So it’s another win for Bernie Sanders, his easiest yet.
It’s now completely legit to ask if he’s just going to waltz his way to this nomination. Yes, we’ve only had three contests. But we see the lay of the land. Sanders is in the left lane, way ahead of Elizabeth Warren. The other lane is crowded with people who either have shockingly underperformed or just don’t quite have the mojo—or both.
The panic is going to grow. Sanders is now going to be Target A for a while for everybody—Elizabeth Warren included, I’d imagine. That comes with being the frontrunner, but it’s intensified here because so many Democrats are strongly against him. So now he’s really going to be attacked.
But attacked for what? This is the thing about Sanders that makes this so tricky.
The matters on which he is most vulnerable are strictly general election matters. They’re not primary election matters.
That is, the matters on which he’s most vulnerable are: his past radical leftist affiliations; his policy proposals that will increase taxes and double federal domestic spending; certain other positions he’s taken that don’t have to do with taxes but are pretty left-wing nonetheless, like allowing prisoners to vote, decriminalizing border crossings.
But these aren’t matters that render him vulnerable in a primary. Some of them are things that Democrats aren’t going to attack him about, or will attack him about only half-heartedly. I think his radical past falls into that category. Most Democrats won’t want to hit that too hard. There would be a backlash against the person who does.
Others are positions that won’t hurt him in the context of a primary. Democratic primary voters aren’t going to care about decriminalizing border crossings. General election voters will, I presume.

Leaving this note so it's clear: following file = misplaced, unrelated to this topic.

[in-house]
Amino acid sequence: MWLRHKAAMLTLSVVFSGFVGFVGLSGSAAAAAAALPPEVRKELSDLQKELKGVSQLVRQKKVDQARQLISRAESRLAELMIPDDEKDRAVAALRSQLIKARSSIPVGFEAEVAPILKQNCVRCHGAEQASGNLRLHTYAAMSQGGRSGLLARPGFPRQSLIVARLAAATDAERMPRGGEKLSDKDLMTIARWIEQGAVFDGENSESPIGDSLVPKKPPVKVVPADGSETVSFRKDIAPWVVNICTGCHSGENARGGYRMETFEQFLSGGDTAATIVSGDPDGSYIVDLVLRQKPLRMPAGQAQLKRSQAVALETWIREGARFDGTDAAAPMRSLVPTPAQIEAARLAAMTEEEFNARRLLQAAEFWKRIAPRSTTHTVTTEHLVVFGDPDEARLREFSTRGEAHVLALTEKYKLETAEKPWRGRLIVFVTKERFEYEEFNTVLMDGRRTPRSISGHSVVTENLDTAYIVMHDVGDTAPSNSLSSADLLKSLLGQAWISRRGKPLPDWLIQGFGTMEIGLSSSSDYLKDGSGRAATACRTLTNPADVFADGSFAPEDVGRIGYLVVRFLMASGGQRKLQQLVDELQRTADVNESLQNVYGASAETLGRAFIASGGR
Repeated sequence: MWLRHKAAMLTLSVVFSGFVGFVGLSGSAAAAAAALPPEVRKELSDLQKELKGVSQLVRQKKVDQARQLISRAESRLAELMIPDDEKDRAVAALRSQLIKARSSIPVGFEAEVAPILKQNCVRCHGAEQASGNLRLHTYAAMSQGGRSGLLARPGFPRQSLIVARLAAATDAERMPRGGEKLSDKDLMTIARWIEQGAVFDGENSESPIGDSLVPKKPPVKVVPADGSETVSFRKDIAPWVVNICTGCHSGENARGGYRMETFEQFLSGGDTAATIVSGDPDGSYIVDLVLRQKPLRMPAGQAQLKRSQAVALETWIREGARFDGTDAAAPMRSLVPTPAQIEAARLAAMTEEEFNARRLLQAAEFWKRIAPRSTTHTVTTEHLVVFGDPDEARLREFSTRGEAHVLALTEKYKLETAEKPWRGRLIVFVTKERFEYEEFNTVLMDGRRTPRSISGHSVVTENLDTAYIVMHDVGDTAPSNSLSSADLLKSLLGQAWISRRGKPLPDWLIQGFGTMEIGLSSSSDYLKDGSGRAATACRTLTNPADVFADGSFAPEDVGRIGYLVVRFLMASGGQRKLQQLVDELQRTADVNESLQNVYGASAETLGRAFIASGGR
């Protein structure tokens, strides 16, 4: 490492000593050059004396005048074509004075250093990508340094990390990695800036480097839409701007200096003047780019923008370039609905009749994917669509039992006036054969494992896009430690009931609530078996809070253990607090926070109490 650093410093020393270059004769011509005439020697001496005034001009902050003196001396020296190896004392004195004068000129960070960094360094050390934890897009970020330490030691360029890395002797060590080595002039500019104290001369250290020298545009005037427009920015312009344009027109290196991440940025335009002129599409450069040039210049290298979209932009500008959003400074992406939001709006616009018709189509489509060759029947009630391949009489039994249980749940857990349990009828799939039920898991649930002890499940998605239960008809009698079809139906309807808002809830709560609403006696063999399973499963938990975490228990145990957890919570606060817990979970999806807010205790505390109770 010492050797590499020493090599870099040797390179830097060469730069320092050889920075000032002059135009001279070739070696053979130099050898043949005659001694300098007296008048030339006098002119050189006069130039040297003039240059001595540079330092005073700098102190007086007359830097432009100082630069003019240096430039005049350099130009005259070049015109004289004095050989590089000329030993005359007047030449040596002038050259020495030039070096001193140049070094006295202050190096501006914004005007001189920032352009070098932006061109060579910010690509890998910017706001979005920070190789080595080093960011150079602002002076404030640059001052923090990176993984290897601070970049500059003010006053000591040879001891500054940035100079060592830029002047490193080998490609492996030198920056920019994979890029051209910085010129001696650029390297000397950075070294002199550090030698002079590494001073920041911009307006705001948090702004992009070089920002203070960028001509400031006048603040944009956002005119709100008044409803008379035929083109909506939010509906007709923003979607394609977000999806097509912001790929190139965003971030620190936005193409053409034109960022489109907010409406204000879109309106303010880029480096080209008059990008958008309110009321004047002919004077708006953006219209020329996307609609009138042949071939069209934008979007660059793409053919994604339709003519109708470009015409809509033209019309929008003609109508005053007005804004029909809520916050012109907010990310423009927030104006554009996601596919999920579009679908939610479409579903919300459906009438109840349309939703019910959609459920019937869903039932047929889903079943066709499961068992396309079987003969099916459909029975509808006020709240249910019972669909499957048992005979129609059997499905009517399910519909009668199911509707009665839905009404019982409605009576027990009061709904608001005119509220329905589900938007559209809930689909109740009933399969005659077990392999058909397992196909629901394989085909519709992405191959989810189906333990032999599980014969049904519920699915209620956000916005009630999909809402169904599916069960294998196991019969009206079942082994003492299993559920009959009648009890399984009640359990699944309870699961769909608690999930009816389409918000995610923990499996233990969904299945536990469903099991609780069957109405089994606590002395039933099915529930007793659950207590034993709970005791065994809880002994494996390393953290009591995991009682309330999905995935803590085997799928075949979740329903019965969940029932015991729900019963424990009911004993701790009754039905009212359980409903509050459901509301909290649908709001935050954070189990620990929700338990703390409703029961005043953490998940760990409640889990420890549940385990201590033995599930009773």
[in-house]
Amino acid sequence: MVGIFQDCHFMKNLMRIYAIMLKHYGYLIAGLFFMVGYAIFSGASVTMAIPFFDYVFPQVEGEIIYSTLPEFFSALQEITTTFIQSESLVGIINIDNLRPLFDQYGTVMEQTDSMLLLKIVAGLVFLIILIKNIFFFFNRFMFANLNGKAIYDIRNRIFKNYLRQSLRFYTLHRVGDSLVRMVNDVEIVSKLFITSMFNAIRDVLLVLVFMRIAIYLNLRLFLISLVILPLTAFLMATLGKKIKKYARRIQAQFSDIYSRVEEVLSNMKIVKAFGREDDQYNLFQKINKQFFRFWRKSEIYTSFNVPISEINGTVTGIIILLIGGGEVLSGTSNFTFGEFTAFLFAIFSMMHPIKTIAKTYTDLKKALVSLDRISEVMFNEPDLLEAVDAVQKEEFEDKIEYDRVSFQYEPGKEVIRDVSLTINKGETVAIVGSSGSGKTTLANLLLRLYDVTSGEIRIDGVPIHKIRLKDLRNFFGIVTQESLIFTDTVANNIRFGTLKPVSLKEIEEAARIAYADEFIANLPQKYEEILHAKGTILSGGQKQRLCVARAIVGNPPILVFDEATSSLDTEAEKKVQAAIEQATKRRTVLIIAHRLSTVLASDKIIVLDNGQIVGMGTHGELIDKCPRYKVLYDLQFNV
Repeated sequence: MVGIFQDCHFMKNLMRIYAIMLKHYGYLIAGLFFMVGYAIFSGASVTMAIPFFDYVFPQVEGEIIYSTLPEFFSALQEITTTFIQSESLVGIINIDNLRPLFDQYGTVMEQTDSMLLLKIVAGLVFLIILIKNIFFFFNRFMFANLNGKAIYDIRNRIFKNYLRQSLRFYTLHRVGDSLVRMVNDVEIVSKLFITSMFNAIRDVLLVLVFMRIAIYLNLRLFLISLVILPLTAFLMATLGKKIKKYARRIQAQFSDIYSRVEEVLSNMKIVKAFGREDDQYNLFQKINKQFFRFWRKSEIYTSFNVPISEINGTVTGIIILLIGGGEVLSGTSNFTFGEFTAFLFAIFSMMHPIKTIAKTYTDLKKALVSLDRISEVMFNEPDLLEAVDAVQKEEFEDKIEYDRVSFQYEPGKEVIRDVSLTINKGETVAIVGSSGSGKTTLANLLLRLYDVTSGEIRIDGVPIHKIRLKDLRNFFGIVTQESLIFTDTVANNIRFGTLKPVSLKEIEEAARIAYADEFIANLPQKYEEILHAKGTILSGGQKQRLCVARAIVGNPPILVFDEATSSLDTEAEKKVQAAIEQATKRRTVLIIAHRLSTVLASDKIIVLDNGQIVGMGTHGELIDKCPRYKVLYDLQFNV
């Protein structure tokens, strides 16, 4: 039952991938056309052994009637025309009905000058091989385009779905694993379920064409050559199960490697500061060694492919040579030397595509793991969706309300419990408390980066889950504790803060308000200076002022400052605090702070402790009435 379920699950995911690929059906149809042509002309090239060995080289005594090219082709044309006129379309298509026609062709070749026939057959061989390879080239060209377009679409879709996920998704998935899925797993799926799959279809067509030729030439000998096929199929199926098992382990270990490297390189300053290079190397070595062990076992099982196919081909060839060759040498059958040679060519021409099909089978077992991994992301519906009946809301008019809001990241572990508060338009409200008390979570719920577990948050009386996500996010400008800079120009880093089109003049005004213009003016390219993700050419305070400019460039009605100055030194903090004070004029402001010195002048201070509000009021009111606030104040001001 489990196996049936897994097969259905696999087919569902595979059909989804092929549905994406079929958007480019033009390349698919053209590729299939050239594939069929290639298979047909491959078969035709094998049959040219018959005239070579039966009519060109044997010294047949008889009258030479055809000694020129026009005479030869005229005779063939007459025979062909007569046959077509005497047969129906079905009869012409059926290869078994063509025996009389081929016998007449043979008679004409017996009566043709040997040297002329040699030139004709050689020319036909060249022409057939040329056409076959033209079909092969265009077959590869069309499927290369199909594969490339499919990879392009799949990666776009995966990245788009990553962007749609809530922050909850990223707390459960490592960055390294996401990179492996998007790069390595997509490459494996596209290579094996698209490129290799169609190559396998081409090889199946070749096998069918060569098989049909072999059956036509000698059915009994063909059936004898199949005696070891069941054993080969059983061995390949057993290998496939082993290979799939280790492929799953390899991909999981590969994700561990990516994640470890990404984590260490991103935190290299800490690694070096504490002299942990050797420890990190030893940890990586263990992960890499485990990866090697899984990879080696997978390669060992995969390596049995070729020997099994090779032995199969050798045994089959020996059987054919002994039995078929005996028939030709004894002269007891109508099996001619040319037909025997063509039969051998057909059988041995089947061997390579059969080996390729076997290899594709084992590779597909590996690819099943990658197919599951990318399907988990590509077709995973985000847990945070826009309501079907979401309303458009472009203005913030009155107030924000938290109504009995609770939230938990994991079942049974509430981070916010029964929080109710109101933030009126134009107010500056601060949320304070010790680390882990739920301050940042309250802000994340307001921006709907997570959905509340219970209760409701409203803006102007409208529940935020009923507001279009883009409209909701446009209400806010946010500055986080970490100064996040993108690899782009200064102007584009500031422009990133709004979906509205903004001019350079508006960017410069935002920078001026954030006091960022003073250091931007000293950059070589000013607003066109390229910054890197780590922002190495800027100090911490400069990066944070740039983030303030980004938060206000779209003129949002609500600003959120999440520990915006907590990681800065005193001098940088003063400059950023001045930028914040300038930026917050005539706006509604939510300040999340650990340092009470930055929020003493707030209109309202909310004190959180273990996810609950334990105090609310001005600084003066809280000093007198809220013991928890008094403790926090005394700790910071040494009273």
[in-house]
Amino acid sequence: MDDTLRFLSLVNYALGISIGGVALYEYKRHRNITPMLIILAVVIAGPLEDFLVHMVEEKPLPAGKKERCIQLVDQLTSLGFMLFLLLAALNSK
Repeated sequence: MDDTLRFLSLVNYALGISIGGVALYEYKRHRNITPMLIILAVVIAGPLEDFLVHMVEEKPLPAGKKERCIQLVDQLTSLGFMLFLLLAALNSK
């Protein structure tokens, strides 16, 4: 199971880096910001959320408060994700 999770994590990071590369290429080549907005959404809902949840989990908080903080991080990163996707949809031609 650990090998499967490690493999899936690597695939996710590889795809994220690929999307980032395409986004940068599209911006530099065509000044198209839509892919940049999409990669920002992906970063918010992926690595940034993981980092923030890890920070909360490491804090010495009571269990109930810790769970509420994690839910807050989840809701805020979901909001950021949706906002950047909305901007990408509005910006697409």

Thus, the Sanders Attack Fodder Paradox: The kinds of attacks that so many of us fear will work against him in the general will not work in the primary—in fact, they will backfire and help him in the primary!
So are there any criticisms of Sanders that would work with primary voters? Well, the obvious one, the one a lot of people are arguing, is that he can’t win a general. But with every head-to-head poll of him vs. Donald Trump showing him winning, it’s hard to argue that. You might argue that the attacks on Sanders haven’t started, but when you start ticking off the lines of attack, they will sound utterly dismissible to the ears of a Sanders partisan.
The line of attack that I’ve always thought might have worked would have centered around effectiveness. He’s been in Congress for 30 years. He’s passed seven bills. Two of those are post-office renamings, and a third is “Vermont Bicentennial Day.” Only one of the seven is substantive.
I also always thought Vermont was a potential Achilles heel. Vermont isn’t quite a real place, in the sense of having numerous competing powerful political interests. It’s easy to be ideologically pure from Vermont. There are no corporations in Vermont. No big banks. Not a single billionaire. There’s no pressure on him to cast any non-left-wing votes at all.
In other words, a picture could have been painted of a totally ineffective guy who operates in his own little non-real world bubble. It might have worked. But it’s a little late for that now.
So what do the other Democrats do? Well, if they really believe Sanders can’t win in November, they have to sit down and talk turkey and decide that they’re going to get behind one person and the others are going to drop out.
That’s impossible, you say; and you’re probably right. But seriously: If these people are certain Sanders is going to lose, that means they’re certain Donald Trump is going to be re-elected. That means in turn they think the republic is at grave risk of going down the tubes if Sanders is the nominee.
If that’s what they think, then they ought to put their egos on the shelf and get behind one person to block Sanders. If their view is really that nominee Sanders will re-elect Trump, that’s not just an option. It’s their duty. And that includes Mike Bloomberg. He should say, “I’ll drop out, and I’ll spend another $450 million to stop Sanders and nominate Biden” or whomever.
But that isn’t what politicians usually do.
In the meantime, Sanders has taken them to the cleaners. He’s winning this thing fair and square. And he is inspiring to millions of people. That counts for something. That’s what politics is supposed to be.
If the others can’t stop him, they’d better get behind him. I certainly will. With zero hesitation. Sanders is vastly superior to Trump in every imaginable way. The re-election of the incumbent is unthinkable.